Regular readers of this blog know that I have a favorite saying: “The good news about election administration is that you don’t have to sweat the small stuff. The bad news is that there is no small stuff.” That once again came to mind this week as election officials in Youngstown, OH discovered that an error on state absentee ballot requests is causing them to be returned to sender. It’s not a huge problem – officials caught it in time and are working with the Post Office – but it’s a reminder that even the smallest things can potentially be big problems as Election Day approaches.
Articles by Doug Chapin
One of the nation’s highest-profile state election jobs is up for grabs in Ohio between two state legislators with a record of interest in election issues: Kathleen Clyde (D) and Frank LaRose (R). Ohio has long been a state to watch in the election community, both for its impact on election policy but also for high-profile litigation – and yes, partisanship – that often drives the national conversation. Both candidates are making a shared commitment to a healthy, fair and secure voting process; here’s hoping that survives the heat of a statewide campaign in the Buckeye State.
Last week, the State of Colorado hosted a cybersecurity tabletop exercise outside of Denver entitled Election Preparedness for Infrastructure and Cybersecurity (EPIC TTX). It was an amazing event; 180 days of chaos packed into two frenetic hours – all dedicated to preparing state and local officials for whatever life throws their way on and before Election Day.
The Fall 2018 issue of Minnesota Alumni Magazine has a really nice profile of our Certificate in Election Administration Program. It’s especially great because it because it highlights the stories of our students – who are the reason we do what we do and are the best advertisement for the future of the program.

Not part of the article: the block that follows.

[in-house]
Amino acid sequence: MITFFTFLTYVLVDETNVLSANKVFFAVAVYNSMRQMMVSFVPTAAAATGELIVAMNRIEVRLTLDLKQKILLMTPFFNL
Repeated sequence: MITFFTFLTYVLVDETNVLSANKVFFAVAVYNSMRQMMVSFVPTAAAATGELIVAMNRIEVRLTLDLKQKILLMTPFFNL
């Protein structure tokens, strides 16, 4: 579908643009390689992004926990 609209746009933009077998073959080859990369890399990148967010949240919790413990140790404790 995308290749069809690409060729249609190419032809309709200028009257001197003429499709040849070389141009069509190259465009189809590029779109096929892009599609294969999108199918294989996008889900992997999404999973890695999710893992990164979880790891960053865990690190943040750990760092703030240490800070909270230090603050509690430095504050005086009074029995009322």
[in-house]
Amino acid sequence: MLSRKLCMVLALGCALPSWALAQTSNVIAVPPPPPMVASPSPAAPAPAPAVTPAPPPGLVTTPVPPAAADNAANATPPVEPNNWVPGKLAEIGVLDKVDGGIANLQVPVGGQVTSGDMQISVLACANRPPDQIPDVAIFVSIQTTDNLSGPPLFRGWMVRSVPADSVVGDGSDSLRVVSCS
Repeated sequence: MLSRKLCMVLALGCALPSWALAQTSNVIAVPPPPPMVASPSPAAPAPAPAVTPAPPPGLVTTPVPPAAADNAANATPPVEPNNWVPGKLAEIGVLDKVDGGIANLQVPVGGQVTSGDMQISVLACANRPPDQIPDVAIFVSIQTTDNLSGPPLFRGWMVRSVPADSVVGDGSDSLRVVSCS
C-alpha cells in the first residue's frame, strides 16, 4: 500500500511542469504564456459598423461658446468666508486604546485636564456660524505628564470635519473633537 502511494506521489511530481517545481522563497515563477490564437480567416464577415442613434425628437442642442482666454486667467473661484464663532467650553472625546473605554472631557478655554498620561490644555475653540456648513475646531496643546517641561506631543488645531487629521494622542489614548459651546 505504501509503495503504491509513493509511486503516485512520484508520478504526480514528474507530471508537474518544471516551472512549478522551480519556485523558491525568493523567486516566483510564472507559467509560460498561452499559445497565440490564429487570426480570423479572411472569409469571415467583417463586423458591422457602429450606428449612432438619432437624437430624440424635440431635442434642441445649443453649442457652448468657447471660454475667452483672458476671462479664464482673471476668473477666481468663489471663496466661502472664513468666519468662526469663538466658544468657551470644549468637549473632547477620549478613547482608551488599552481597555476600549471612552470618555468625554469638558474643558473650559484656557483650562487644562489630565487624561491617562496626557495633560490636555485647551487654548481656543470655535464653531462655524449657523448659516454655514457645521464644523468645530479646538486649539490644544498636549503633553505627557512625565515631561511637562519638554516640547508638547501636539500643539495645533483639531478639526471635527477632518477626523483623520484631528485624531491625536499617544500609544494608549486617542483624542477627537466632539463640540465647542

Late yesterday, the Federal Voting Assistance Program released the results of its latest Overseas Citizen Population Analysis. One notable conclusion was the existence of an “obstacles gap” which affects the overall voting rate for these voters – and if successfully addressed, could increase overseas participation fivefold. It’s a blueprint for improving the voting process for that segment of the overseas community that is interested in voting but is prevented or deterred by these obstacles from doing so.
It’s Election Day today in New Hampshire, and the Concord Monitor has a great (and unusual, in my experience) look at the work that happens before voting starts to get precinct locations ready for pollworkers and voters alike. The next time you vote, take just a moment to think about all the people across the nation whose effort goes into making it ready for you to do so.
Late last week a federal judge ordered dozens of counties in Florida to make Spanish-language sample ballots available to assist Puerto Ricans living in the state in the aftermath of Hurricane Maria. It will be a challenge for the election offices named in the order, but I think this ruling gets the balance right as Election Day approaches; Spanish-speaking voters will get access to tools they need to cast an informed ballot and affected counties will not be required to provide the full range of assistance that other jurisdictions with longstanding language-minority communities currently offer.
electionlineWeekly’s Mindy Moretti has a timely look at an issue that arises when election offices are caught between making elections accessible to voters and protecting themselves from outside threats. It’s yet another layer in the cybersecurity challenge for the election community.
North Carolina’s State Board of Elections and boards in 44 counties have received a sweeping federal subpoena for tens of millions of voting documents – including ballots! – less than two months before the 2018 general election. It’s an *astonishing* development, even for a state like North Carolina where election battles have been ongoing for years.
Political parties and county election boards are lining up – and heading to court – against a proposal by New Mexico’s Secretary of State to restore straight-ticket voting for the 2018 general election. This story is fascinating on many levels – an opportunity to explore the theory behind straight-ticket voting, a test of the SoS’ rule-making power, a cautionary tale about lack of clarity in legislation – but however it plays out it will likely do so quickly as Election Day approaches.